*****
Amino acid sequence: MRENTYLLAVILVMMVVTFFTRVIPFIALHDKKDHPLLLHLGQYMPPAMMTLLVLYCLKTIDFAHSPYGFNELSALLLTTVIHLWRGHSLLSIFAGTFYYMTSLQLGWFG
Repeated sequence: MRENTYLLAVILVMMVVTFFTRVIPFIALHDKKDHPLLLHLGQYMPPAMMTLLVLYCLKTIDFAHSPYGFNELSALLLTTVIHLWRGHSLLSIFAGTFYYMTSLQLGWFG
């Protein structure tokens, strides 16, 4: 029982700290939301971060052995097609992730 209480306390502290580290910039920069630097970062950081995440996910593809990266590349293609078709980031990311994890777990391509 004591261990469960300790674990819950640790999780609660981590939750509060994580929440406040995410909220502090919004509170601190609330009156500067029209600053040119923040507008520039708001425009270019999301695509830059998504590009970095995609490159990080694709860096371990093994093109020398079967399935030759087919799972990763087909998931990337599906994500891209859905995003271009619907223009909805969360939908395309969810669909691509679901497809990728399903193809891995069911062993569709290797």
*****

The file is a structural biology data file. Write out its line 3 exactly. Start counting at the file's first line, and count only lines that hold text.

């Protein structure tokens, strides 16, 4: 029982700290939301971060052995097609992730 209480306390502290580290910039920069630097970062950081995440996910593809990266590349293609078709980031990311994890777990391509 004591261990469960300790674990819950640790999780609660981590939750509060994580929440406040995410909220502090919004509170601190609330009156500067029209600053040119923040507008520039708001425009270019999301695509830059998504590009970095995609490159990080694709860096371990093994093109020398079967399935030759087919799972990763087909998931990337599906994500891209859905995003271009619907223009909805969360939908395309969810669909691509679901497809990728399903193809891995069911062993569709290797």